Get Started with NZIX ExchangeNET

Most people joining the exchanges set up multilateral peering via the route servers provided at each exchange. That's not a requirement but often it makes the process easier to start with. You can get a connection at any of the exchanges so that you can create bilateral peering sessions with other participants and, of course, you're free to do that at any time.

If you'd like to peer with the route servers at one or more of the exchanges then you'll need:

  • a router that supports BGP - check with your supplier.
  • a block of IP addresses to advertise - we can't supply these addresses. You'll either have them already or you'll need to get a block of addresses directly from APNIC. The route servers support both IPv4 and IPv6 peering sessions. We'd encourage you to support both protocols.
  • an Autonomous System (AS) number - you may already have one assigned by APNIC.
  • to complete the ExchangeNet application form.
Once you've completed the form we'll send you further details on connecting to the exchange.

Filtering Route Announcements

There are two route servers at each exchange which hold details of the routes exchanged via multilateral peering at that exchange. Participants are free to use these servers and/or make their own bilateral peering arrangements with others.

The route servers only implement basic filtering. A list of bogons is copied from and these routes are filtered inbound and outbound. In addition both IPv4 and IPv6 default routes are filtered as well as IPv4 prefixes > /24 and IPv6 prefixes > /48.

There are also filters that limit the number of prefixes that any peer can announce:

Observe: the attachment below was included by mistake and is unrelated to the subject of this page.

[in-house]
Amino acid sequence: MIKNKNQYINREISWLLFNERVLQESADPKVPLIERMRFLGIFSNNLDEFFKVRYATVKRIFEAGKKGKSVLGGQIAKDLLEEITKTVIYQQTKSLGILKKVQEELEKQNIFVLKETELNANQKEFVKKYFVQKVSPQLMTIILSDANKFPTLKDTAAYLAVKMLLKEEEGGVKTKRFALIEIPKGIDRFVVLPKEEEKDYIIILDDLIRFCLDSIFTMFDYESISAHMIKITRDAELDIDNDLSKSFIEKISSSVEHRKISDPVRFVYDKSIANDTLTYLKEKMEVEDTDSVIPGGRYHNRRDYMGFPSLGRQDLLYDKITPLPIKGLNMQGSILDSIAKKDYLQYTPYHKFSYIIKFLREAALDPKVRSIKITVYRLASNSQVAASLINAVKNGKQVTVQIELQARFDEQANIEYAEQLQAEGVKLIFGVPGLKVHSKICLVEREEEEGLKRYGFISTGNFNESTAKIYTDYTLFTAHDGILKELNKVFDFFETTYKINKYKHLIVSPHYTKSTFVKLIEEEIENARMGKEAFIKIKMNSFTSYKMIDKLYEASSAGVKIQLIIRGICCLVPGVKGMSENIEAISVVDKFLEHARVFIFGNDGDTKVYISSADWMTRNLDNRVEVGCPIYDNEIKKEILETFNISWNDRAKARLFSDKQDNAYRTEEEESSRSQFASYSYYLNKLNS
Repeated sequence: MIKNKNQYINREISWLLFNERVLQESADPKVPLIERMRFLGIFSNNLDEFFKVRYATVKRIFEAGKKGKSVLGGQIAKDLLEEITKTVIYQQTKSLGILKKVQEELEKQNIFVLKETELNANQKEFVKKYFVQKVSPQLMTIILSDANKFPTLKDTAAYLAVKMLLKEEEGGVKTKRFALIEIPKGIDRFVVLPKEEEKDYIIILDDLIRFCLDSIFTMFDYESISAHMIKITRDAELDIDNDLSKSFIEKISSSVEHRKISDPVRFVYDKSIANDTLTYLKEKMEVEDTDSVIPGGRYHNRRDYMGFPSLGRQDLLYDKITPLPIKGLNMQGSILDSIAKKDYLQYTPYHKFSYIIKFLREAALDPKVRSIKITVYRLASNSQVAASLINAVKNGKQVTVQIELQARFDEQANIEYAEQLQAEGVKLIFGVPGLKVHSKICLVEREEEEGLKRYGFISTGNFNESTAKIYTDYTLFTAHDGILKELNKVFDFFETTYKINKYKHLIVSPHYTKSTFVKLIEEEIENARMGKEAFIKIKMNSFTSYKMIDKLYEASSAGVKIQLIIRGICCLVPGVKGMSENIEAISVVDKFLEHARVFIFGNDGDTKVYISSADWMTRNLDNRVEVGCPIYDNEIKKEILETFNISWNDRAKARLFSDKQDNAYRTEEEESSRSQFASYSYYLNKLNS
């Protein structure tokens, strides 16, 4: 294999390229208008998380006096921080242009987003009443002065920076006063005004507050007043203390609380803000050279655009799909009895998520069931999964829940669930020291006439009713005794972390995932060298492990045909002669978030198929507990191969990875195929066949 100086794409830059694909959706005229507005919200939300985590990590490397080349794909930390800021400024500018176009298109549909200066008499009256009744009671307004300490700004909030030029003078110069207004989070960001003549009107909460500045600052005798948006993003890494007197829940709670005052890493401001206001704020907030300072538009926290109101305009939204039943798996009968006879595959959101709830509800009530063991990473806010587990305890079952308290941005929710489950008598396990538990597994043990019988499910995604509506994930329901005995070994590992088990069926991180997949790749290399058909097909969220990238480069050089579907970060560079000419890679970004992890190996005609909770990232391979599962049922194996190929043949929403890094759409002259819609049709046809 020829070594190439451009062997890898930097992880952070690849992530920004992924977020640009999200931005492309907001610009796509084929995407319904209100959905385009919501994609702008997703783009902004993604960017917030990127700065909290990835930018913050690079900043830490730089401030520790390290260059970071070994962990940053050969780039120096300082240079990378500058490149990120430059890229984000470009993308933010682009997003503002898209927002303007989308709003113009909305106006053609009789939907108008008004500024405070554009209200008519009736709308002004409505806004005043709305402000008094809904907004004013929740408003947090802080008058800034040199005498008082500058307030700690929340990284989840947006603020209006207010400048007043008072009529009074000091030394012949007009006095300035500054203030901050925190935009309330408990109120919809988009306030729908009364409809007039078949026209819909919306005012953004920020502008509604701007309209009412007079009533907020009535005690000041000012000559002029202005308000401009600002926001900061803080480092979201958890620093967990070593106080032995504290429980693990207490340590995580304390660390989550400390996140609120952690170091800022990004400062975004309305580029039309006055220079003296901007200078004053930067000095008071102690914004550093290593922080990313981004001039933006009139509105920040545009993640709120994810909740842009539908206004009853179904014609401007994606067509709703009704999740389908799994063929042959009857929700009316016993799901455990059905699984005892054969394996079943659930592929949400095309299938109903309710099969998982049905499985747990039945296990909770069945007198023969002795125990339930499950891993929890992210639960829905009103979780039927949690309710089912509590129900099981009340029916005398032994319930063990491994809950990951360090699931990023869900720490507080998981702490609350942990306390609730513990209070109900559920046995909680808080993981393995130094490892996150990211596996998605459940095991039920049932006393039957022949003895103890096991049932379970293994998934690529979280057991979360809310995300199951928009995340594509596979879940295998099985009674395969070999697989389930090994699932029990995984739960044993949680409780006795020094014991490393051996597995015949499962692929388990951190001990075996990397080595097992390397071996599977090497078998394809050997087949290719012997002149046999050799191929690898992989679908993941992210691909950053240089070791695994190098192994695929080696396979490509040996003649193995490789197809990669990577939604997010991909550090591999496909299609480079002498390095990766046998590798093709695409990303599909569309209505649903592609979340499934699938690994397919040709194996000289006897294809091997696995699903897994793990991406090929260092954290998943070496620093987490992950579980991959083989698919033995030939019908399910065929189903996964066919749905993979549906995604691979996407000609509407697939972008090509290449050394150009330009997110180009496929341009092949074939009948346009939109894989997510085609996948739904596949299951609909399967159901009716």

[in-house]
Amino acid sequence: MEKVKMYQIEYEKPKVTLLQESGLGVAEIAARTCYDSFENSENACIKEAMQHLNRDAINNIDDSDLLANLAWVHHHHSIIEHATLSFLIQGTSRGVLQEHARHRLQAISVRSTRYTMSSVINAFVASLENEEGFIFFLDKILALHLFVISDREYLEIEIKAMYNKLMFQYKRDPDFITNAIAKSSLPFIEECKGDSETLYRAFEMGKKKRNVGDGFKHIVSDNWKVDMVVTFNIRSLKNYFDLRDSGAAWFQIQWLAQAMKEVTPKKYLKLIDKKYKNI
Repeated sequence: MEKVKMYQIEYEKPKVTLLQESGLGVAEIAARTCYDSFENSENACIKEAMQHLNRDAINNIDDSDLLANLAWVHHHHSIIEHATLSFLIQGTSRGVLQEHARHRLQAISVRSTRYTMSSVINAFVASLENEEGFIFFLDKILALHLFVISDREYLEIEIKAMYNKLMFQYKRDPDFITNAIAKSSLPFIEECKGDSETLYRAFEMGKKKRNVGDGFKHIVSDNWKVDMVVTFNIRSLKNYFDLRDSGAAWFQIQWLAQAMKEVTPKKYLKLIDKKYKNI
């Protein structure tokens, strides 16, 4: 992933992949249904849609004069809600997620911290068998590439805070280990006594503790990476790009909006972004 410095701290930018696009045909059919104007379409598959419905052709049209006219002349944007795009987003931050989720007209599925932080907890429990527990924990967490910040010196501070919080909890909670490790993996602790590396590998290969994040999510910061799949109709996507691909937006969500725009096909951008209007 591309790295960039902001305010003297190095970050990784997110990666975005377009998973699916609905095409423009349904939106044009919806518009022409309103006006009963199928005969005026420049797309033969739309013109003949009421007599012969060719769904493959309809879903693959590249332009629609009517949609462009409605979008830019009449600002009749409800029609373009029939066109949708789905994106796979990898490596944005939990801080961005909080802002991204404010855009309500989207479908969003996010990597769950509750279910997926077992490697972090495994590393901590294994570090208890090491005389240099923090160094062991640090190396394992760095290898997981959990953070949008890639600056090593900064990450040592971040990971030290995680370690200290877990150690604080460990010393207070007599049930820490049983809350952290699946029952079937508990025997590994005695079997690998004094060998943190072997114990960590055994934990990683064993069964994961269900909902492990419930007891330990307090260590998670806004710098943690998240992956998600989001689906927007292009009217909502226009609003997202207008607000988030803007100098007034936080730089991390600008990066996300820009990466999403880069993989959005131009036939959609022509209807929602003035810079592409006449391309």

• Default Max IPv4 prefixes: 1000
  • Default Max IPv6 prefixes: 100

Any organisation wishing to announce more than these defaults should contact:

Technical Requirements

Physical Connection

Interface Settings

100base and 10base Ethernet interfaces attached to NZIX ports must be set to auto-sensing unless otherwise agreed.

MAC Layer

Ethernet Framing

The NZIX infrastructure is based on the Ethernet II (or DIX Ethernet) standard. This means that LLC/SNAP encapsulation (802.2) is not permitted.


Frames forwarded to NZIX ports shall have one of the following ethertypes:

  • 0x0800 - IPv4
  • 0x0806 - ARP
  • 0x86dd - IPv6

One MAC address per port

Frames forwarded to an individual NZIX port shall all have the same source MAC address.

No proxy ARP

Use of proxy ARP on the router's interface to the exchange is not allowed.

Unicast only

Frames forwarded to NZIX ports shall not be addressed to a multicast or broadcast MAC destination address except as follows:

  • broadcast ARP packets.
  • multicast ICMPv6 Neighbour Discovery packets.
Please note that this DOES NOT include Router Discovery packets.

No link-local traffic

Traffic for link-local protocols shall not be forwarded to NZIX ports.

Link-local protocols include, but are not limited to, the following list:

  • IRDP
  • ICMP redirects
  • IEEE 802 Spanning Tree
  • Discovery protocols (e.g. CDP, EDP)
  • Interior routing protocol broadcasts (e.g. OSPF, ISIS, IGRP, EIGRP)
  • PIM-SM
  • PIM-DM
  • ICMPv6 ND-RA

The following link-local protocols are exceptions and are allowed:

  • ARP
  • IPv6 ND

IP Layer

No directed broadcast

IP packets addressed to NZIX peering LAN's directed broadcast address shall not be automatically forwarded to NZIX ports.

IP addressing

No export of NZIX peering LAN

IP address space assigned to an NZIX peering LAN shall not be advertised to other networks without explicit permission of CityLink.